Finally, I just don’t like integrated trackpads. This is just personal preference but I prefer trackpads with physical buttons to press. Apart from that niggle, the trackpad is responsive enough and it’s cool that the trackpad has a built-in fingerprint sensor!

One final cool piece of hardware’s the audio. Integrated with the Nahimic 3 3D audio software, the sounds the speakers pump out are pretty damn good. Certainly much better than a notebook’s speakers have to be.

The volume’s pretty loud, and there’s no audible distortion or noise at high volumes. I watched Netflix on the machine and was pretty impressed by the range that the speakers delivered though at the end of the day, I still preferred to use headphones.

For Gamers?

Of course, despite it’s target audience being content creators, this bad boy isn’t a slouch in the gaming department either. Don’t believe me? No worries, I’ve done the benchmarks to prove it.

For 3D and PCmark, the results speak for themselves. The GIGABYTE AERO 15 OLED is clearly overkill when it comes to normal work related duties.

For 3Dmark, it’s a keeper too, with high scores on both TimeSpy and TimeSpy Extreme.

Here’s how the machine performs on Shadow of the Tomb Raider. I’ve benchmarked it on both 4K and 1080p, with every single preset available.

From the results, it’s entirely possible to play the game on 4K on the highest preset (not Custom, which I individually put everything on the max settings) if you’re willing to settle for a 30fps experience.

Not willing to? Then why not lower the resolution a smudge to 1080p, where you’ll find that the machine’s capable of a solid 60fps all the way. It could be even higher but the game seems to limit fps to 60 for some reason.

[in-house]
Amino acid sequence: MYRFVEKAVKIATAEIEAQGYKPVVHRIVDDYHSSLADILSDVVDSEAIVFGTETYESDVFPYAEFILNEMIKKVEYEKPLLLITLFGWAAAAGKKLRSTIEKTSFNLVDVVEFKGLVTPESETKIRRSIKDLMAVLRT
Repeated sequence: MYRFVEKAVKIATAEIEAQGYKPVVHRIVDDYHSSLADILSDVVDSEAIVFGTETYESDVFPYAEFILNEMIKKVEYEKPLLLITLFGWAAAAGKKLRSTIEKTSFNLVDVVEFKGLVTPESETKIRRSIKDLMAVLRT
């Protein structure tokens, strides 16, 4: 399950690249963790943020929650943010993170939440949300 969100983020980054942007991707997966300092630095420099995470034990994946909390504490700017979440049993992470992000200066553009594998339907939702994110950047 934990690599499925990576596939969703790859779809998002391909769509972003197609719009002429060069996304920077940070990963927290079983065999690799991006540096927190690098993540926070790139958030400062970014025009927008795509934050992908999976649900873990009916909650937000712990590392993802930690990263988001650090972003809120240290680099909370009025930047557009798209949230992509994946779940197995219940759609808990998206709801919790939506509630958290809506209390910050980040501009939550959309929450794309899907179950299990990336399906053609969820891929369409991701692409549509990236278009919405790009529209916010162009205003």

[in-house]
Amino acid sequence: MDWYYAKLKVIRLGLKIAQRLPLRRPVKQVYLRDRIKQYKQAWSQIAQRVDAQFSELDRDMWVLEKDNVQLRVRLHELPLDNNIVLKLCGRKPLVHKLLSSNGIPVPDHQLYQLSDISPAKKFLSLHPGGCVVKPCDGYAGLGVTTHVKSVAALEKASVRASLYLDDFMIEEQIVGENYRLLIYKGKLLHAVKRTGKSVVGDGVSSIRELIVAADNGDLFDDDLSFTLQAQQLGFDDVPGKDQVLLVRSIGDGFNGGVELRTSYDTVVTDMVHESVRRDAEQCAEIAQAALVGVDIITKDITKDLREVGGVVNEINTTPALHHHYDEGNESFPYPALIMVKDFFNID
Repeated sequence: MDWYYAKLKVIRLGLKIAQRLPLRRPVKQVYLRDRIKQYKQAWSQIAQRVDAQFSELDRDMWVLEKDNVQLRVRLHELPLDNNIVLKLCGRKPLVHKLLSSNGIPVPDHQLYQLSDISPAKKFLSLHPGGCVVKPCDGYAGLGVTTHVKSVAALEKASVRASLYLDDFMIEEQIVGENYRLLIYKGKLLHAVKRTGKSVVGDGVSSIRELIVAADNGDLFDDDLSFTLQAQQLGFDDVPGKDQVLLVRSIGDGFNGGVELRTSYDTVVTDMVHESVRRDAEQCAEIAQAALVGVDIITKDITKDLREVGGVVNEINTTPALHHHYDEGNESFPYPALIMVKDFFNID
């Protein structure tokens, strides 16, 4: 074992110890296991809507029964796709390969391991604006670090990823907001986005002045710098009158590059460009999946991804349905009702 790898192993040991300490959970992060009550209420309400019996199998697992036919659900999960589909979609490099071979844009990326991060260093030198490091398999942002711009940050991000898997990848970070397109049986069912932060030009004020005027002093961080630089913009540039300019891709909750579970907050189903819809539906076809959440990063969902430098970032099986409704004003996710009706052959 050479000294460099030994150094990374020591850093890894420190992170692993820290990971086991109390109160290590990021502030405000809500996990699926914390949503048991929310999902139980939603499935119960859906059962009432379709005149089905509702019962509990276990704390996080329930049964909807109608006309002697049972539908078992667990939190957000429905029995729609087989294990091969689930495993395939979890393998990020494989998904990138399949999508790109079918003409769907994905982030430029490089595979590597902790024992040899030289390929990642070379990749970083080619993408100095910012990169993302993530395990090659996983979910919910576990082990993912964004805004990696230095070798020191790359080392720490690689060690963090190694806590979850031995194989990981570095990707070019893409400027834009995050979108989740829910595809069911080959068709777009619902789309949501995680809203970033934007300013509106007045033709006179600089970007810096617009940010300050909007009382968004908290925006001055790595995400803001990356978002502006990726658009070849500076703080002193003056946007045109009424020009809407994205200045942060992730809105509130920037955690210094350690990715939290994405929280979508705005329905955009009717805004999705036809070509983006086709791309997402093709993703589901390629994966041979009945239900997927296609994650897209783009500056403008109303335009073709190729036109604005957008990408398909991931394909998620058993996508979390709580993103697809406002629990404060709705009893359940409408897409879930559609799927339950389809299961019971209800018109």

That’s not the case with the other games on the list; Three Kingdoms and Final Fantasy XV.

For Three Kingdoms, the frame rate holds up in both 4K and 1080p. Like Tomb Raider, 4K gaming is clearly possible on the machine though you’ll may want to reduce some settings to get a high frame rate. It’s understandable though; with all its settings maxed, huge battles in Three Kingdoms can be killer on any current hardware.

That’s not to say the notebook is incapable of handling that; you just need to head on to 1080p for an enjoyable experience.

On Final Fantasy XV, that’s not much of an issue. Even on 4K, with everything on the highest setting, the game manages to be completely playable, hovering around 30fps, If you’ve played FFXV on a base console (that means on the PS4 and Xbox One, not the Pro and X), it’s a comparable experience.

If you want buttery smooth frames though, that’s waiting on 1080p. There the GIGABYTE AERO 15 OLED tears it up, with high scores no matter what preset you’re on.

The Bottom Line.

If you’re a content creator, this is undoubtedly THE machine for you. While the hardware is comparable to other premium notebooks, the Samsung OLED display takes it to a whole new level.

It doesn’t even matter if you’re not into content creating too! The NVIDIA RTX GPU functions as well in gaming as it does in creative apps, with it being able to deliver good gaming experiences on 4K and stellar gaming performance on 1080p.

While there are issues with the notebook (the secondary function keys not lighted being the biggest), you can make allowances to make them less of a pain.

At the end of the day, the GIGABYTE AERO 15 OLED is a beast of a machine, no matter if you want to use it for gaming or content creation.

Head on over to these sites to get your hands on one:


Great machine for content creators and gamers.

The Good.

  • Great performance.
  • Incredible display.
  • Pantone certification puts it in a whole new class.
  • Blazingly fast SSD storage.

The Bad.

  • Power cable on the right is awkward and annoying.
  • Secondary functions on keys not lighted.
  • Trackpad has no individual buttons.

Sal's been in the industry since the early 2000s. He's written for a ton of gaming and tech publications including Playworks, Hardwarezone, HWM and GameAxis. Recently, Sal served as a juror for the Indie Game Awards at Taipei Game Show 2020. A geek and hardcore gamer, Sal will play everything, on any platform.